a, Unsupervised hierarchical clustering of 165 WT/Cas9 cell line pairs, based on their median L1000 transcriptional profiles (landmark space, n = 978 genes). Cell line pairs are colored in red and black, alternately, to highlight that all Cas9 lines cluster together with their parental WT lines. b, Transcriptional activity scores (TAS)6 comparison of technical replicates of 165 parental lines, 165 technical replicates of Cas9 lines, 165 Cas9 lines vs. parental lines, or 22 control vector lines vs. parental cell lines. *, P < 2 × 10–16, P < 2 ×10–16 and P = 2.5 × 10–7, two-tailed paired t test. Data points represent cell line pairs. c, Lack of correlation between Cas9 activity levels (measured by GFP levels; see Online Methods) and the strength of the transcriptional response (measured by TAS). P = 0.68, two-tailed test for association using Spearman’s rho. 158 lines are colored by their TP53 mutation status; 7 lines excluded due to lack of Cas9 activity data. d, The proportion of lines (n = 165) with an activated p53 pathway activity following Cas9 introduction, in TP53-WT vs. TP53-mutant cell lines. *, P = 0.0007, two-tailed Fisher’s exact Test. e, The proportion of TP53-WT lines (n = 61) with an activated p53 pathway activity following Cas9 or empty/reporter vector introduction. *, P = 0.006, two-tailed Fisher’s exact Test. f, The degree and significance of enrichment of the 50 MSigDB Hallmark biological pathways, following the introduction of empty vectors, reporter vectors and Cas9 into TP53-WT cell lines, and the introduction of Cas9 into TP53-mutant cell lines. Black, significantly enriched (GSEA enrichment score with multiple hypotheses correction; q < 0.05) pathways. Orange, the p53 pathway. Each plot represents the results of one Meta expression signature (see Online Methods). g, Comparison of Cas9 activity levels and TAS, as in (d), but only 40 available TP53-WT lines are presented. Cell lines are colored by whether their gene expression profiles were enriched for the p53 Hallmark gene set (and in which direction). P = 0.30, two-tailed test for association using Spearman’s rho.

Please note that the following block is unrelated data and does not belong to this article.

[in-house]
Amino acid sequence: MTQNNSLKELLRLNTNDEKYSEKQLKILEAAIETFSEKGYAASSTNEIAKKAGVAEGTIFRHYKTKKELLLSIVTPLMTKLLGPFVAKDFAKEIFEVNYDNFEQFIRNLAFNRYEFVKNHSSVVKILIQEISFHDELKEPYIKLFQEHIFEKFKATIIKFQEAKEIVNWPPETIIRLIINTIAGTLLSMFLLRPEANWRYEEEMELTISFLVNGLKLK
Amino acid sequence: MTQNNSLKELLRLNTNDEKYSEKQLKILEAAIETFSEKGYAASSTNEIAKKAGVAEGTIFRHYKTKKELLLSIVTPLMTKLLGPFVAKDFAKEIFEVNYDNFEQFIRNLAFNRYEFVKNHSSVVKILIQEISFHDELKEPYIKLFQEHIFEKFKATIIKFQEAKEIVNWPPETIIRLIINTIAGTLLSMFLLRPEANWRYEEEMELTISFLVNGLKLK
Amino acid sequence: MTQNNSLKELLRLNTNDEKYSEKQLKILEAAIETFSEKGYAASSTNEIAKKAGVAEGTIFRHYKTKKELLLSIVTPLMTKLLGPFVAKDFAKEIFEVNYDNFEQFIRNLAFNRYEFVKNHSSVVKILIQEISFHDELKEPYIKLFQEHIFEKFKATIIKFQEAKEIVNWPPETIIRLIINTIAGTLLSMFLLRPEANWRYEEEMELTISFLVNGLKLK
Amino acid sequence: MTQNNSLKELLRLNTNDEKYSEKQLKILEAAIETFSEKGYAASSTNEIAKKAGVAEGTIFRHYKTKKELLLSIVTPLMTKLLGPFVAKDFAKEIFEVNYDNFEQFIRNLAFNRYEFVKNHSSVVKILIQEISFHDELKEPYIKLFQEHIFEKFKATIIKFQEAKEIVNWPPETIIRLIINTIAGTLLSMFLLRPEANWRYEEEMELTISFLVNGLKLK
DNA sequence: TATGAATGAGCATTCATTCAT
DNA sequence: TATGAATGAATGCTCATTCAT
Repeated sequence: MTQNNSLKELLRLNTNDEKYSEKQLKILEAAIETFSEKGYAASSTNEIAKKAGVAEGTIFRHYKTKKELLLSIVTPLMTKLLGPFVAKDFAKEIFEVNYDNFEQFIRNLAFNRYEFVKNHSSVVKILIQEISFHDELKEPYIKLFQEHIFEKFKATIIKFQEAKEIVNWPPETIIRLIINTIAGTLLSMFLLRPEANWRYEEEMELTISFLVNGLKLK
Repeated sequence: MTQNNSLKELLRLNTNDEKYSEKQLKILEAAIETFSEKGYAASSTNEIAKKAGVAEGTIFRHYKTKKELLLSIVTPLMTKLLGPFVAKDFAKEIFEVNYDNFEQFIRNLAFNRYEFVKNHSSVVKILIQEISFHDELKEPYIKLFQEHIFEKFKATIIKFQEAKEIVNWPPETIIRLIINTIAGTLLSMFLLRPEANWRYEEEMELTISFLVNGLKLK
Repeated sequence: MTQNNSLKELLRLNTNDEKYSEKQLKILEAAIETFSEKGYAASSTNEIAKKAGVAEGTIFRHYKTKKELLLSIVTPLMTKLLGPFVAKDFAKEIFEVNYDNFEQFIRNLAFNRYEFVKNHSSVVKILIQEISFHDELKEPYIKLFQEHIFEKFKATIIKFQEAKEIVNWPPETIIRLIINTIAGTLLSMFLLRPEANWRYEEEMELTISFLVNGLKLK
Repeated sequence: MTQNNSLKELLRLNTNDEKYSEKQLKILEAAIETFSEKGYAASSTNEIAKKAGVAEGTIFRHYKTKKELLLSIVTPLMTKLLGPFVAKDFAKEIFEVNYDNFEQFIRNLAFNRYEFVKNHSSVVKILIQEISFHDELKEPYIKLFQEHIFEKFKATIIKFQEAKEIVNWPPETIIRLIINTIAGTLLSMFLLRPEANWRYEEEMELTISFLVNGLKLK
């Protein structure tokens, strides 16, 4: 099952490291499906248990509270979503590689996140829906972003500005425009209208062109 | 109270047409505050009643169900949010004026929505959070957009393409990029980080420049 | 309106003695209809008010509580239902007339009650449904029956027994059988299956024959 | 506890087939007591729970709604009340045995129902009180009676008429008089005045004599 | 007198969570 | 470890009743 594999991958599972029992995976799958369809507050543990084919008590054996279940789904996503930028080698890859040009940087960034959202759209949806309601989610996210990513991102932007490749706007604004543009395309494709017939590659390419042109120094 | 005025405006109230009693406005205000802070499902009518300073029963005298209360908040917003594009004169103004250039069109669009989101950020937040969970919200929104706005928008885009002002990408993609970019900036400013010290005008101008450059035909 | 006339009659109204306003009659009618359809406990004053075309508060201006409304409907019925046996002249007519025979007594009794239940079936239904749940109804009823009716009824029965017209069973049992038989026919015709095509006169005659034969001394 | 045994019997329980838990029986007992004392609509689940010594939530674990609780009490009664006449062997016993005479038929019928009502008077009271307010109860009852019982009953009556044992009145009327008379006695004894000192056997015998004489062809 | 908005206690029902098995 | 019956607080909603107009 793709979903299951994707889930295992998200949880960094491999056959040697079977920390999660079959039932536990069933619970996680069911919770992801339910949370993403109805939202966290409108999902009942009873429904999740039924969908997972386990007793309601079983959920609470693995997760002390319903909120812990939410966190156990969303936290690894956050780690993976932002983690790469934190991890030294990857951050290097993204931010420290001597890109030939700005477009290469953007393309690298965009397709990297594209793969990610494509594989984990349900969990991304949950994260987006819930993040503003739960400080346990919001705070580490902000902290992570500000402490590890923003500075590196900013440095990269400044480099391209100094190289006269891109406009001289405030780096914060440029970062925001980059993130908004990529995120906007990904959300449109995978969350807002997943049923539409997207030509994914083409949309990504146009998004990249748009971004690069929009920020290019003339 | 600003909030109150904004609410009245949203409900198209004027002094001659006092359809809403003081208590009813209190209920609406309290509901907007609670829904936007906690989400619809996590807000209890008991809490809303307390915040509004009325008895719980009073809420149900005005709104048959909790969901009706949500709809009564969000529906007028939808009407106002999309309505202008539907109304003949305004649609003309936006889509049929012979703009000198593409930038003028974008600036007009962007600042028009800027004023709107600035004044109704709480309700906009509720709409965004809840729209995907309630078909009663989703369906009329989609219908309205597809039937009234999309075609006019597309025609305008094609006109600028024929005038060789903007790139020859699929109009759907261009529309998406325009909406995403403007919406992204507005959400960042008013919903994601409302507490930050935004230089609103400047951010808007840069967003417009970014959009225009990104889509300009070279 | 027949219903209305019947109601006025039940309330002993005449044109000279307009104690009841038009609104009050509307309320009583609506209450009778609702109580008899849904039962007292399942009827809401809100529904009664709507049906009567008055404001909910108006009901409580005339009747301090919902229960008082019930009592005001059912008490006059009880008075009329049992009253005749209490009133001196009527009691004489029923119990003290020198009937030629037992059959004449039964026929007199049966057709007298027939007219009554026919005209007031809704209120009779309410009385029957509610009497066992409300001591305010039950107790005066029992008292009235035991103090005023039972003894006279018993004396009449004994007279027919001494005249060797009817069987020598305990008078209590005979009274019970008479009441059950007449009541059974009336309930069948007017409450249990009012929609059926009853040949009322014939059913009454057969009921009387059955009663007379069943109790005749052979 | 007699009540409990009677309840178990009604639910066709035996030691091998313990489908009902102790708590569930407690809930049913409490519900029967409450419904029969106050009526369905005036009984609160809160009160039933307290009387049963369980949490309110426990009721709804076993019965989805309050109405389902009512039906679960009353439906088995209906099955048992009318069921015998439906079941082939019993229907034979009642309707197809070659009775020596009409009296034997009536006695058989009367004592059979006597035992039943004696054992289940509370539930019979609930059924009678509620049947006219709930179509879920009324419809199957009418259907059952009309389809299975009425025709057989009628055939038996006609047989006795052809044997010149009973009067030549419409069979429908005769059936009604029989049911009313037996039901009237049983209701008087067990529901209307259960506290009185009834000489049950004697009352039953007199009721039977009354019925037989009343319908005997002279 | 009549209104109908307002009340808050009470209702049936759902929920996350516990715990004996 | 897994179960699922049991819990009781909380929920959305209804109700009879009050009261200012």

Extended Data Fig. 2 Confirmation of p53 activation following Cas9 introduction (related to Fig. 1).